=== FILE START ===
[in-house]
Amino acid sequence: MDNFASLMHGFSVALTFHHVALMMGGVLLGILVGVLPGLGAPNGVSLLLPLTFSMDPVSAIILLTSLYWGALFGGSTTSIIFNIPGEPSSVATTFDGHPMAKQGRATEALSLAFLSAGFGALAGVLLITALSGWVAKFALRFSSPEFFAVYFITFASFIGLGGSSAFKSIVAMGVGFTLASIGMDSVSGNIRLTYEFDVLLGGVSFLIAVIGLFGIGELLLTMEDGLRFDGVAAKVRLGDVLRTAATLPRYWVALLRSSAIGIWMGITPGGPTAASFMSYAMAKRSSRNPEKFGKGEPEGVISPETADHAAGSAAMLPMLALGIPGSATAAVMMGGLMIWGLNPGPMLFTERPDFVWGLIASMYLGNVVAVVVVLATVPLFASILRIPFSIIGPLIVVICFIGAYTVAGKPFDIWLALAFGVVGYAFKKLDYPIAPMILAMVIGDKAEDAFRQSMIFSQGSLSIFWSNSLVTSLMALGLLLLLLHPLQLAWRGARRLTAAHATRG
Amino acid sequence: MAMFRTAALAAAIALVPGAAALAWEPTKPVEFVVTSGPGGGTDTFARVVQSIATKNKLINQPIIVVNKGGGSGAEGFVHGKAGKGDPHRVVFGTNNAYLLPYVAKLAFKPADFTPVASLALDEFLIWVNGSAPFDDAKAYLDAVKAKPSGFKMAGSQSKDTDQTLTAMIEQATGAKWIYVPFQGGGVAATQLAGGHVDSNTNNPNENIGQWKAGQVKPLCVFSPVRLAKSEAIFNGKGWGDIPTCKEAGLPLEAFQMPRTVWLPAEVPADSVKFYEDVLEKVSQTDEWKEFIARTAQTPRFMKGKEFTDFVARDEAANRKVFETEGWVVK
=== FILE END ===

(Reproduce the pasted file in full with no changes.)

[in-house]
Amino acid sequence: MDNFASLMHGFSVALTFHHVALMMGGVLLGILVGVLPGLGAPNGVSLLLPLTFSMDPVSAIILLTSLYWGALFGGSTTSIIFNIPGEPSSVATTFDGHPMAKQGRATEALSLAFLSAGFGALAGVLLITALSGWVAKFALRFSSPEFFAVYFITFASFIGLGGSSAFKSIVAMGVGFTLASIGMDSVSGNIRLTYEFDVLLGGVSFLIAVIGLFGIGELLLTMEDGLRFDGVAAKVRLGDVLRTAATLPRYWVALLRSSAIGIWMGITPGGPTAASFMSYAMAKRSSRNPEKFGKGEPEGVISPETADHAAGSAAMLPMLALGIPGSATAAVMMGGLMIWGLNPGPMLFTERPDFVWGLIASMYLGNVVAVVVVLATVPLFASILRIPFSIIGPLIVVICFIGAYTVAGKPFDIWLALAFGVVGYAFKKLDYPIAPMILAMVIGDKAEDAFRQSMIFSQGSLSIFWSNSLVTSLMALGLLLLLLHPLQLAWRGARRLTAAHATRG
Amino acid sequence: MAMFRTAALAAAIALVPGAAALAWEPTKPVEFVVTSGPGGGTDTFARVVQSIATKNKLINQPIIVVNKGGGSGAEGFVHGKAGKGDPHRVVFGTNNAYLLPYVAKLAFKPADFTPVASLALDEFLIWVNGSAPFDDAKAYLDAVKAKPSGFKMAGSQSKDTDQTLTAMIEQATGAKWIYVPFQGGGVAATQLAGGHVDSNTNNPNENIGQWKAGQVKPLCVFSPVRLAKSEAIFNGKGWGDIPTCKEAGLPLEAFQMPRTVWLPAEVPADSVKFYEDVLEKVSQTDEWKEFIARTAQTPRFMKGKEFTDFVARDEAANRKVFETEGWVVK